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Recruiters: Do You Want Qualified Veterans or Just Veterans?

Six soldiers in silhoutteI’ve been off of active duty for about 15 years, but I still get 6-8 email or phone contacts per year from someone recruiting veterans. Being broadly experienced both professionally and militarily — I was in the Navy, Army, and the Army National Guard — I’m always interested to see what has brought someone to my (electronic) door. Some of them must certainly be scams or such, but others come from legitimate — I check — companies that do have jobs posted that I might be interested in. Regardless, the discussion is always the same, where the recruiter identifies all of the wonderful things they are looking for from my veteran experience — sometimes targeting very specific technical or leadership experience in my history — but things end when they find out that I’ve done a lot and have become far more qualified and experienced over the years. Sometimes, I think, I can almost hear their heads pop when I start filling in the rest of the professional picture.

It’s strange, really. The impression I get is generally that these recruiters are looking for people who got out of the military and haven’t done anything other than work as laborers or managers of a hotdog stands. Even when these conversations are are with people who tell me that they have looked at my LinkedIn profile, or who have a copy of my resume in front of them, I get the impression that it is beyond their ken that I might just have gone to college after the military and have done more than get some technical certifications over the last decade-and-a-half. Is that how blind people have become since 9/11, wherein we are in such a rush to hire veterans for the sake of hiring veterans that we’re only interested in those with nothing else but veteran status to work with?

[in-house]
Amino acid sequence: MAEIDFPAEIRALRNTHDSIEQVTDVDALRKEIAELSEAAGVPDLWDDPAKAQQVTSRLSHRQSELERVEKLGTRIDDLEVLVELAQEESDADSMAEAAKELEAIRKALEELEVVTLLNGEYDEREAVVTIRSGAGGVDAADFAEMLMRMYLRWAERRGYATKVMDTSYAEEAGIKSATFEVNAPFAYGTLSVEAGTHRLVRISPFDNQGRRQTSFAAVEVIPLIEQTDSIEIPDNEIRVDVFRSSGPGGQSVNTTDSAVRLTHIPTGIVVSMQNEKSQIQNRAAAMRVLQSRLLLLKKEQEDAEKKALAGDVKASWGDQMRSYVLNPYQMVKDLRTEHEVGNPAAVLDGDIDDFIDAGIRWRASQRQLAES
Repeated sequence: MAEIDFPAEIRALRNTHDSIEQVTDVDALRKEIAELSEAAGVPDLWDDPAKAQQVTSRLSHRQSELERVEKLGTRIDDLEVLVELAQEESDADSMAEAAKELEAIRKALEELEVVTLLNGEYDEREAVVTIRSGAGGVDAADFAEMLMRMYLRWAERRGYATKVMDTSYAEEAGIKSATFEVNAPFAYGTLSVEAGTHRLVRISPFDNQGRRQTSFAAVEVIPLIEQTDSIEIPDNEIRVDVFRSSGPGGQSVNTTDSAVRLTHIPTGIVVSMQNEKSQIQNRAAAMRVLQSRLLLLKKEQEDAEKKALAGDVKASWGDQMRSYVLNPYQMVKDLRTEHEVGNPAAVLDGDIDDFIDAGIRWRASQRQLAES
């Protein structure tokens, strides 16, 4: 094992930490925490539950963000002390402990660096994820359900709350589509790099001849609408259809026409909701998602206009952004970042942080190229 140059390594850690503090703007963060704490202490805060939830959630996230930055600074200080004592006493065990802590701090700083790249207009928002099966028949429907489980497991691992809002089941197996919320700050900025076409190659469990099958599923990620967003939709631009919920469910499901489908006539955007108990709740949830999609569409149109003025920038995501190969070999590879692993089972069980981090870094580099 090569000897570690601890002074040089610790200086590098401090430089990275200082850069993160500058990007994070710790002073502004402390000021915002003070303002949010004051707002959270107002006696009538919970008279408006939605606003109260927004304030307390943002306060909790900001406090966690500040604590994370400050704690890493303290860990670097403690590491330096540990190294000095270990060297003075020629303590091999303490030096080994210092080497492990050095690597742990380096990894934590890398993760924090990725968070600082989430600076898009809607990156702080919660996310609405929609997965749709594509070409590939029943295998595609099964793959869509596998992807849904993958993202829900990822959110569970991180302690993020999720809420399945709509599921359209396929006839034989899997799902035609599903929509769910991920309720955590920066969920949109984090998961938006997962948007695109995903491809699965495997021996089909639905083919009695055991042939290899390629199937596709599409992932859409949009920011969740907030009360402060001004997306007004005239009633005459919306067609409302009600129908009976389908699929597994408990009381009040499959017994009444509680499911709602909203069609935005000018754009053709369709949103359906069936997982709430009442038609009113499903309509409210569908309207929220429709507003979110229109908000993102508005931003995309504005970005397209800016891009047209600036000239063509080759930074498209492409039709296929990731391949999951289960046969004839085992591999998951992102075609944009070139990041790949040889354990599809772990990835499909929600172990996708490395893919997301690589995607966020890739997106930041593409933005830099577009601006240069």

Veteran status is, like all other traits, something else that is part of the whole person we are trying to hire, and its quality varies from person to person. Some are martinets, some are scruffy but efficient warriors, while still others barely got out ahead of a prison sentence. Whether or not someone is a veteran should only give you a point of reference to find out more, but should never really be viewed as the total a person does or can bring to the table — think about it as a piece of the puzzle, maybe even a corner piece, but it isn’t the whole picture.

I fully support hiring or even preferring veterans, but only to the extent that people are still qualified in all of the ways that matter. Veteran status is a good place to start looking for people with certain traits, and it is a great tiebreaker between substantially identical candidates, but it shouldn’t be an end in itself.


About the Author:

Dr. Philip D. Mann is an experienced trainer, speaker, and problem solver who gets things done. His primary expertise is employee engagement and the people side of how organizations grow and (resist) change. He also knows a thing or two about the government works, and those principles apply to all large, bureaucratic structures. If you need help getting things done, reach out to Dr. Mann here on LinkedIn or at

Published inBenefitsDecisions and Decision AnalysisEmotional Quotient (EQ)Employee EngagementLeaders and ManagersLinkedInMillennialsRecruitmentRelationshipsUncategorized

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